Chia Seeds: Superfood or Normalfood?
Superfoods are all the rage and we are meant to get as many of them as possible into our daily diets. Chia seeds are in this bracket and their popularity is rising amongst the health conscious especially us runners. But are they all what is cracked up to be?
Chia seeds are tiny black seeds from the plant Salvia Hispanica, which is related to the mint. This plant grows natively in South America. Chia seeds were an important food for the Aztecs and Mayans back in the day. They prized them for their ability to provide sustainable energy… in fact, “chia” is the ancient Mayan word for “strength.”
I first came across the chia seed after reading ‘Born to Run’ by Christopher McDougall some 8 years ago. McDougall ventured to run with Tarahumara tribe, who hidden deep in Mexico, can run for hundreds of miles without stopping. They attribute much of their fuelling secret to that of yes, the chia seed.
Back in 2010, to find the chia seed in the mainstream supermarkets was a rarity but in recent times the chia seed demand has boomed. It is no wonder with all the benefits packed within the tiny seed. They are a health marketing dream, packed full of omega-3, iron, magnesium, protein, fibre and even help weight loss. This leading to the ‘Superfood’ status, the holy grail buzzword for being healthy.
Let’s find out if we can believe all the hype…
11 Health Benefits of Chia Seeds
- Huge Amount of Nutrients with Very Few Calories
A 28 gram (about 2 tbsp) serving of chia seeds contains:
- Fibre:11 grams.
- Protein:4 grams.
- Fat:9 grams (5 of which are Omega-3s).
- Calcium:18% of the RDA.
- Manganese:30% of the RDA.
- Magnesium:30% of the RDA.
- Phosphorus:27% of the RDA.
- They also contain a decent amount of Zinc, Vitamin B3 (Niacin), Potassium, Vitamin B1 (Thiamine) and Vitamin B2.
Chia seeds only contain about 101 calories per serving. This makes them, calorie for calorie, one of the world’s best sources of several important nutrients.
Even better is that chia seeds are a “whole grain” food. They are usually grown organically, are non-GMO and naturally free of gluten.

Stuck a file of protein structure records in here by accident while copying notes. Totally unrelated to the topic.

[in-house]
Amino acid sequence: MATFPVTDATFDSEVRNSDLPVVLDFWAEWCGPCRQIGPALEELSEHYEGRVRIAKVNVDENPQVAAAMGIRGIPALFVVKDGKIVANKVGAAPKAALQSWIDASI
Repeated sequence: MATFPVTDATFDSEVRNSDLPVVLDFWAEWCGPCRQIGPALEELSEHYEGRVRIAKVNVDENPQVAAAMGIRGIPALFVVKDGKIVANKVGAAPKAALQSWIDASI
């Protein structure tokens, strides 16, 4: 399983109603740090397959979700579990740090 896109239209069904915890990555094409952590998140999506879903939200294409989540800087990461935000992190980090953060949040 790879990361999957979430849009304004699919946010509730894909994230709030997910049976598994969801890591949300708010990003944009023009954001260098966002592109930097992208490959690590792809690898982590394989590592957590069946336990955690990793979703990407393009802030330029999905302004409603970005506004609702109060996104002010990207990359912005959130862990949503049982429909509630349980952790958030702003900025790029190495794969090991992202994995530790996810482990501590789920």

- Loaded with Antioxidants
A further boost for the tiny seed is their high amount of antioxidants. Antioxidants fight the production of free radicals, which can damage molecules in cells and contribute to ageing and diseases like cancer. Some claims are made about chia seeds having more antioxidants than blueberries, however there is little evidence for this claim.
- Almost All the Carbs in Them Are Fibre
From the nutrition profile of chia seeds, one serving has 12 grams of “carbohydrate.” However, 11 of those grams are fibre, which isn’t digested by the body.
Fibre shouldn’t really be considered a true carb as it doesn’t raise blood sugar, doesn’t require insulin to be disposed of. However, because of all the fibre, chia seeds can absorb a high amount of water expanding in your stomach and becoming gel like. Theoretically, this should increase fullness, slow absorption of your food and help you eat fewer calories. Fibre is also useful to feed the friendly bacteria in your intestine – crucial for good health.
By weight, chia seeds are one of the best sources of fibre in the world. Chia seeds are 40% fibre.
- High in Quality Protein
Chia seeds are about 14% protein, which is very high compared to most plants. They also have a good balance of essential amino acids, so our body can make good use of this protein. Protein has all sorts of benefits for health. It is also the most weight loss friendly nutrient in the diet. A high protein intake can reduce appetite and has been shown to reduce obsessive thoughts about food consumption by up to 60%.
Chia seeds are an excellent protein source, especially for people who eat little or no animal products.
- Help You Lose Weight
Many health experts believe that chia seeds can help with weight loss. However, numerous studies have come back inconclusive so while there is no hard evidence to support that it ‘will’ help you lose weight it is strongly suggested that they can ‘help’ lose weight.
The large amount of fibre absorbs large amounts of water and expands in the stomach. This should lead to the feeling of fullness and reduce calorie intake.
One study has shown that chia seeds can reduce appetite, but there was no significant effect on body weight. A further study which involved 90 overweight people, consuming 50 grams of chia seeds per day for 12 weeks showed no effect on body weight.
So, by adding chia seeds into your diet it is unlikely to affect your weight however they can certainly be an excellent natural contribution to your general health against supplements.
We all know to lose weight, anyway, it is about more than just adding or subtracting single foods. The entire diet counts, as well as exercise and adequate sleep. Combined with a ‘real’ food-based diet and an active lifestyle, chia seeds can certainly help with weight loss.